Feb 22, 2007 12:37 pm


Aware of my interest in the book, Jeff Weintraub sent me his post on Andy Markovits' Uncouth Nation. It like the book is well worth reading. Indeed, I hope some of the teachers reading this blog would consider assigning it to their students. Anti-Americanism is not to be dismissed with a shrug for as all irrational hatreds, it tells more about the haters than the hated.

I hope to write a full review of the book once I get home. In the meantime, let me just note that as Markovits points out anti-Americanism is tied to anti-Semitism AND I would emphasize to"anti-democratism." For hundreds of years America stood for the replacement of the rule of the elite with the rule of the"uncouth masses." It is still so in the Third world. The Indian elite could not be more anti-American but the eyes of the average Indian lights up when they here we are from America. If anti-Americanism has spread to the European middle classes, I suspect the reason for that is the fear that the US is identified with globalization and older Europeans fear globalization may endanger their comfortable retirement. The young who would like the Islamist threat to go away and not interfere with their chance to grab the brass ring of globalization, simply take out their wrath on the messenger, i.e., the US.

Be that as it may, Weintraub's basic argument remains valid:

Readers may or may not agree with every detail of Markovits's analysis of these problems. But there's no question that the problems he has identified are real and important, and they deserve a serious and honest conversation.

One last possible objection. In the past, some people whose judgment I respect, and who have not tried to deny the undeniable fact that European anti-Americanism exists, have nevertheless suggested that it's not a sufficiently important problem to warrant much concern. The US, after all, is a wealthy and powerful superpower that can take care of itself. European hostility may wound the pride of some Americans, but it isn't going to do the US much harm, and the idea of serious conflicts between Europe and the US seems fairly implausible.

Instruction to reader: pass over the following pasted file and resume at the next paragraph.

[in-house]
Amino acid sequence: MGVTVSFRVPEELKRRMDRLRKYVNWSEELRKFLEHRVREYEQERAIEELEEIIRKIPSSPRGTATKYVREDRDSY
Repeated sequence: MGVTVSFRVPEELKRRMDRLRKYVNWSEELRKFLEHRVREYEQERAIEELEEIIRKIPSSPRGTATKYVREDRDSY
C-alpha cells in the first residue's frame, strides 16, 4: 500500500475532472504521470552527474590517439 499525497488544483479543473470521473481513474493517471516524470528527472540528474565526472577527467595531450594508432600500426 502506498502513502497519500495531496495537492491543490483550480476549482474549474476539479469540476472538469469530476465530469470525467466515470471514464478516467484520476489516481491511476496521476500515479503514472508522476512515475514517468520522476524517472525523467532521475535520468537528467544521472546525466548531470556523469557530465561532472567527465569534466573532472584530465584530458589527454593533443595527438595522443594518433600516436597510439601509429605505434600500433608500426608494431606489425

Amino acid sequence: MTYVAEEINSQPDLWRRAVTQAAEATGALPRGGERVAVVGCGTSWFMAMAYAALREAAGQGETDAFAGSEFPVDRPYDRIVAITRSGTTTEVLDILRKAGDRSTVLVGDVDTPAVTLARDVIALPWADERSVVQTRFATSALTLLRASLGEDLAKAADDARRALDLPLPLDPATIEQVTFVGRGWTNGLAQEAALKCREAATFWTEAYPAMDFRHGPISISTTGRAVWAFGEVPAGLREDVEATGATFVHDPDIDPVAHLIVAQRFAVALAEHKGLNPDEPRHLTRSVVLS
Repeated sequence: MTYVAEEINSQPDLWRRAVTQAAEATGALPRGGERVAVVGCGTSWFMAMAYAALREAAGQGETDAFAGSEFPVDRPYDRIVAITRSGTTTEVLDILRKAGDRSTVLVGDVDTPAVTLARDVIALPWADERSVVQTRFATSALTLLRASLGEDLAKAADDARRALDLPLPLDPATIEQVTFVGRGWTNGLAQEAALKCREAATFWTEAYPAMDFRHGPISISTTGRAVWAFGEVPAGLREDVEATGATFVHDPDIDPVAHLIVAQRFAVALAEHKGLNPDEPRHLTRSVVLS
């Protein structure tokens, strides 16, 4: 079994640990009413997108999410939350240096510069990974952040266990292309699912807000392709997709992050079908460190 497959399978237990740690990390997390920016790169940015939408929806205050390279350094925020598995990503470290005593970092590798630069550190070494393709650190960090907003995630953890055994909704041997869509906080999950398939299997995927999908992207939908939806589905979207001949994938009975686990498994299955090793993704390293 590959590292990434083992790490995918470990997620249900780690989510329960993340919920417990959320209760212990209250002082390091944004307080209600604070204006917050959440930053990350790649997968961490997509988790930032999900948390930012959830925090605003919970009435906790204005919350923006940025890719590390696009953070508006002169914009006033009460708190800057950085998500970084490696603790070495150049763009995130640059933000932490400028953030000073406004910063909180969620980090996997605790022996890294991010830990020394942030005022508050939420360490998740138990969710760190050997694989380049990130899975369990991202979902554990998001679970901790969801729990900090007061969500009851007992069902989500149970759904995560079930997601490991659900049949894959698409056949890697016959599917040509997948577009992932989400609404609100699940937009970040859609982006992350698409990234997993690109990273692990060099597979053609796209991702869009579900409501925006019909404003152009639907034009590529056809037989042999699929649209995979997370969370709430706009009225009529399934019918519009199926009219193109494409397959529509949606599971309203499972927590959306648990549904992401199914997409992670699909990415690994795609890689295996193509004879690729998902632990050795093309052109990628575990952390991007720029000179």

I think there is a grain of truth to such points, but I'm not entirely convinced. In the first place, it's always a good idea to face reality rather than evading it, and if an analysis like the one offered by Markovits can help or encourage some people to do that, then this is enough to make the effort worthwhile. But there's also more to it than that. In so far as anti-Americanism is one factor that contributes to poisoning relations and mutual understanding between Europeans and Americans (not the only such factor, but definitely one of them), that can potentially create or exacerbate a whole range of problems, especially in areas where constructive Euro-American cooperation is necessary and important. And anti-Americanism clearly helps to distort political judgments about a range of substantively important issues.

And that's not all. A friend and colleague once suggested to me that instead of worrying about the relatively trivial problem of anti-Americanism in Europe, I should spend more time worrying about anti-Zionism and anti-Semitism in Europe. Well, as Markovits shows, the unfortunate reality is that the three of them are closely interconnected, and the combination is toxic and dangerous. We need to pay careful attention to it, and Uncouth Nation should give some people a necessary wake-up call.

comments powered by Disqus